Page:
ROVE: Well, look. He was — he was right that we had to go on the basis of the information that was available to us in the aftermath of 9/11, make judgments on that basis.

WALLACE: Let's do a lightning round about some of the major players that you have dealt with in your years here in Washington. Laura Bush. You say in the book that you were never quite sure where you stood with her.

ROVE: And I think that was on her part deliberate. I mean, you know, she was a very strong advisor to him and had great insights into people and events, and...

WALLACE: So why would she keep you at a distance?

ROVE: Well, you know, I think — Laura's, first of all, a very private person, but I think — I think that was the way to manage Rove. Rove was a little rambunctious at times.

WALLACE: So they'd keep you a little bit off-balance?

ROVE: Right, exactly.

WALLACE: Colin Powell. You say that he looked down on you as a politico. And I must say, it comes through in the book you didn't think much of him either.

ROVE: Oh, I think the world of him. I think he is a great leader and I think he was a terrific secretary of state. But I did get under his skin. And whenever I got under his skin he would address me as Private Rove and demand that I drop and give him 20 push-ups.

WALLACE: Democratic congressional leaders Harry Reid and Nancy Pelosi.

ROVE: Harry Reid and I share a common Nevada root. I tried to develop a cordial relationship with him but he was, as you will see in episodes in the book, breathtakingly political in his approach to virtually everything and unreliable even when he was with you.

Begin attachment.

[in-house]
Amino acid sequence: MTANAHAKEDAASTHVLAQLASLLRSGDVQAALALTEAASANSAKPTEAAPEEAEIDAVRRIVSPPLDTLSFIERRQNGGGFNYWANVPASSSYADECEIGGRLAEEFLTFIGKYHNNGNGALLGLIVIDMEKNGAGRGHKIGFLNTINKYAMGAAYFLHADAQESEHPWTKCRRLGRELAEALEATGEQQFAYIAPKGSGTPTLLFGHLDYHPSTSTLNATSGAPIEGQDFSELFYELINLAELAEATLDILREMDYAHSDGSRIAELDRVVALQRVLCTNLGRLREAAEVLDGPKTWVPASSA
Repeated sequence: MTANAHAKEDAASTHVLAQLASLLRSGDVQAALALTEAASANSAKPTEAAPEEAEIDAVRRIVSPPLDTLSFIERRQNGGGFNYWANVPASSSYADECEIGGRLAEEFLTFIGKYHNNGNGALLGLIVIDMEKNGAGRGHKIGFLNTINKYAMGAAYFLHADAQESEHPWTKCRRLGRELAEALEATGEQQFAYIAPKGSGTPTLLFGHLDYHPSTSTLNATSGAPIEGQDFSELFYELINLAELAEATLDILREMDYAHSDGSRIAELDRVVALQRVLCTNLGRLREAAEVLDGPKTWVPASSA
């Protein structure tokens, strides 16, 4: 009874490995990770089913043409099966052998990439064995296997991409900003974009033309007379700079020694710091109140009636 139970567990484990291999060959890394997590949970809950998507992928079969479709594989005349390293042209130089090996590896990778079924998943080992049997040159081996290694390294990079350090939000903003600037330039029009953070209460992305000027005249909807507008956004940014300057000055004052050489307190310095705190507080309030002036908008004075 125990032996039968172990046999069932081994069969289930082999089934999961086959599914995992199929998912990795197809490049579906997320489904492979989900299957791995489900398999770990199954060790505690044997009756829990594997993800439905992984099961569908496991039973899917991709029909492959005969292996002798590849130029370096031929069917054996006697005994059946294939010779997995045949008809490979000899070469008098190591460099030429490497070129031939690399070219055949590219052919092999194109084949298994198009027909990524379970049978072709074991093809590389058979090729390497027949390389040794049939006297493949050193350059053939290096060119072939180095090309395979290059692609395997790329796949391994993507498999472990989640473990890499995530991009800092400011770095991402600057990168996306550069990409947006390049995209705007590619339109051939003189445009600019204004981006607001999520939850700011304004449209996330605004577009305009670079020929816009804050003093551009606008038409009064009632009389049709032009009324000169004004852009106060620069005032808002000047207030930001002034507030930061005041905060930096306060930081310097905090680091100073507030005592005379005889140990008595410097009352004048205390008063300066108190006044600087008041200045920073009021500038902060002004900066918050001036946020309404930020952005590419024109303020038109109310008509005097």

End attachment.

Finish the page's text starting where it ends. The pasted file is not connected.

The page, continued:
WALLACE: And Nancy Pelosi?

ROVE: Very tough. Very liberal. And you know, there's — she's got a lot of skill in keeping that coalition together.

WALLACE: While you admit mistakes in your book, you say that George Bush did the big things right. But I want to put up a poll that was taken by Fox News Opinion Dynamics last week of the Bush presidency. Thirty-four percent approved of the job he was doing. Fifty-eight percent disapproved.

Obviously, the economy was in the tank at that point. But why do you think at the end there was such negative opinion about the Bush presidency?

ROVE: Well, he'd spent two years on the end of receiving end of daily blows from a wide group of people running for the Democratic nomination for president. And you know, he had to make consequential and tough decisions, particularly the surge, which at the time was unpopular and now has been seen to be valid and right.

But you know, at the end of eight years, particularly big consequential years like that, and particularly when there are lots of Democrats beating up on you, your ratings go down.

WALLACE: Finally — and we've got less than a minute left — you are still a relatively young man, a pup of 59. After reading this book and sitting beside you on election nights — and I've got to say it's the best show in politics to ride shotgun with you — it's obvious you still love politics. You still love policy. Do you ever miss being inside the game?

ROVE: You know what? The great thing is I can do things that I want to do and, you know, some of them under the radar. And I — you know, I was speaking at the — some of them not under the radar — speaking of the Allegheny County Republican Lincoln Day dinner, and — on Friday night, and last night in Chester County.

So I get a chance to do a variety of things. And you know, I don't know what life holds, but each chapter has been interesting and I've got a bunch more chapters yet to go through.

WALLACE: Karl, thank you. Thanks for coming in today.


WALLACE: Always a pleasure to talk with you. And good luck with the book.

ROVE: Thanks.

WALLACE: Coming up, our Sunday panel on health care reform and this week's dust-up between the Supreme Court's chief justice and the president.